Today is March 29, a date that commemorates one of history's more unusual reigns of terror. New York City's Mad Bomber resurfaced on March 29, 1951, after an almost decade-long hiatus patriotically declared in observance of America's involvement in World War II. It isn't your average sociopath who commences whatever twisted mission he has set out for himself, then decides to recognize the greater societal good, publicly announces a truce, and actually follows through.
George Metesky was "mad" in both of the senses that we commonly ascribe to that word — demonstrably nuts, but also deeply motivated by a sense of righteous anger. His first bomb was deployed in 1940, left at the historic skyscaper home of Consolidated Edison with a note that read, "CON EDISON CROOKS — THIS IS FOR YOU." A former Con Edison employee, Metesky had been injured in an industrial accident nine years earlier and eventually cut loose after 26 weeks of sick pay.
Metesky scattered a handful of bombs around the city in 1941 before declaring his wartime break. After resuming activities in 1951, Metesky continued to target public and highly visible locales until private detectives finally tracked him down and police arrested him at his home in 1957. Over the course of legal proceedings against him, Metesky admitted to having placed 32 bombs and was eventually indicted on 47 charges, including attempted murder and maliciously endangering life.
After being declared a paranoid schizophrenic and found legally insane, Metesky was committed to the Matteawan Hospital for the Criminally Insane in Beacon, N.Y. Suffering the effects of advanced tuberculosis (for which he blamed Con Edison), Metesky was expected die within weeks of being imprisoned. Instead he was treated, recovered, and became a model inmate. After being released in 1973, he returned home and lived another 20 years before dying at age 90 in 1994.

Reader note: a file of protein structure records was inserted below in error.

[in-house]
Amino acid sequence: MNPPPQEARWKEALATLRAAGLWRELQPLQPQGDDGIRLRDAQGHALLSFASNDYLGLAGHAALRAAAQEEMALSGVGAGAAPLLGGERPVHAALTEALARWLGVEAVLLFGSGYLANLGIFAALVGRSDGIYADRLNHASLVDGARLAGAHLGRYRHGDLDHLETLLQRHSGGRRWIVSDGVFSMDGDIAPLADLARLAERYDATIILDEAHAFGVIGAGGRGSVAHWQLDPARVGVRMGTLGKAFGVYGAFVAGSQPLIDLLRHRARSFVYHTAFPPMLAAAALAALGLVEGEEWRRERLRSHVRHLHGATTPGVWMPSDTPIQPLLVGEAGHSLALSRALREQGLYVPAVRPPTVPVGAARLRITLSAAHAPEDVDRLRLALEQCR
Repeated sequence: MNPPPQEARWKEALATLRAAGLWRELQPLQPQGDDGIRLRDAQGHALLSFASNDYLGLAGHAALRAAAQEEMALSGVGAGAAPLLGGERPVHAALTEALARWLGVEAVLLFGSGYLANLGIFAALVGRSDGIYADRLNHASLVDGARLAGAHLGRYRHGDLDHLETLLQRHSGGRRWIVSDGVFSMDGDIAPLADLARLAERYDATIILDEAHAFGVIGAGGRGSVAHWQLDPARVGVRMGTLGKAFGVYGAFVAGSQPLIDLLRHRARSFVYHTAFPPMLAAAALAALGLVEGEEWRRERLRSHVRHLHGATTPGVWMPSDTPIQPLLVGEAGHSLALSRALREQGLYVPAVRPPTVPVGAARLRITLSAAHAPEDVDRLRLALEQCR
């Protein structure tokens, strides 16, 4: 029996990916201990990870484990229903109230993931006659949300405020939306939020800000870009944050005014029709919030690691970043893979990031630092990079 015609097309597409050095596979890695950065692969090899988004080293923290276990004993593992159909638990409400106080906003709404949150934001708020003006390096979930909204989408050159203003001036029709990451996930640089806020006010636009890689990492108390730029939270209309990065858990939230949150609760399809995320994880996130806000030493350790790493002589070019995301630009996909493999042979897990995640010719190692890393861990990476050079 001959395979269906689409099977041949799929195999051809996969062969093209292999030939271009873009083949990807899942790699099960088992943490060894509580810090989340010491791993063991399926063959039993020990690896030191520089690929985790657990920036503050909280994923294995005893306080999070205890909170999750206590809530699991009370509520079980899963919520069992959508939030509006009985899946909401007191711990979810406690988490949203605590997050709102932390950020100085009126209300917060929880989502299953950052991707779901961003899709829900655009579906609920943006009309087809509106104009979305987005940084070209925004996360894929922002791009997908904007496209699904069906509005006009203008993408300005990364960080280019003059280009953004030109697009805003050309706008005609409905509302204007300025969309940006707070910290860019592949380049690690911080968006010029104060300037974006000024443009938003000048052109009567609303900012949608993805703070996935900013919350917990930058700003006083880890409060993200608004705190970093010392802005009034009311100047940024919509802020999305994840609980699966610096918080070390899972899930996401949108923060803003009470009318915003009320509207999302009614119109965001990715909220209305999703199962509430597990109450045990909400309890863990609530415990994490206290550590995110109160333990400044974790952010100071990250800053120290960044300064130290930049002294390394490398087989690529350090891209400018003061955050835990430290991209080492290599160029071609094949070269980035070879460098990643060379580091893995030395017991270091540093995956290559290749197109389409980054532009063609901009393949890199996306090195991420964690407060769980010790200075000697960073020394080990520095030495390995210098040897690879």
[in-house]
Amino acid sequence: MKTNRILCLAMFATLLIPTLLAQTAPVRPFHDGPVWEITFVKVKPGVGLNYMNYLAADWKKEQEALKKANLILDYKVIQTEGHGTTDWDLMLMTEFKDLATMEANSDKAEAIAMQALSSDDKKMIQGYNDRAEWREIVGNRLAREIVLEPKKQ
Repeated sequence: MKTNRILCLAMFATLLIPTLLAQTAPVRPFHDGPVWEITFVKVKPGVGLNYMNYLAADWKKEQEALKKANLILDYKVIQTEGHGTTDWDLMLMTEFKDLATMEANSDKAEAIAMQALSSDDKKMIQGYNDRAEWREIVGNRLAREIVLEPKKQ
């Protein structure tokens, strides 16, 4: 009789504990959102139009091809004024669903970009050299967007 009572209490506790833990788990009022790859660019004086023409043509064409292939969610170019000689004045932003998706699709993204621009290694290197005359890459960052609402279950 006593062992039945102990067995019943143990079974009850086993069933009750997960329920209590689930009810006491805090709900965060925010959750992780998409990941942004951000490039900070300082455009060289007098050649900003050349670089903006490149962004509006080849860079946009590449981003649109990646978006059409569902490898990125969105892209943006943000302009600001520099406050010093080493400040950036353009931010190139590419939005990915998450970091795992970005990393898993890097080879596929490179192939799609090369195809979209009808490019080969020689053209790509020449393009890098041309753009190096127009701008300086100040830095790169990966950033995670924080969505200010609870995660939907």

It's a weird story, the sort of true crime saga that feels like it was invented, almost blow-by-blow, to be the backstory for a comic book villain — minus the whole "made full recovery from inciting mishap, served lengthy criminal sentence, and died after two decades of undisturbed home life" bit. Truth really is stranger than fiction. What's not strange is the idea of a worker being forced out of his or her accustomed career by an industrial accident. That sort of thing happens all the time.
Whether you've been injured by a blast of hot gasses from a backfiring boiler, or something less complicated and melodramatic, information technology (IT) is a great place for career switchers to turn. Instead of attempting to become a B-list Batman goon, why not try out a few of the IT training and certification courses that we offer here at TestOut Continuing Education? There are no innocent victims, you'll never go to prison, and the skills you master will have you back at work in no time.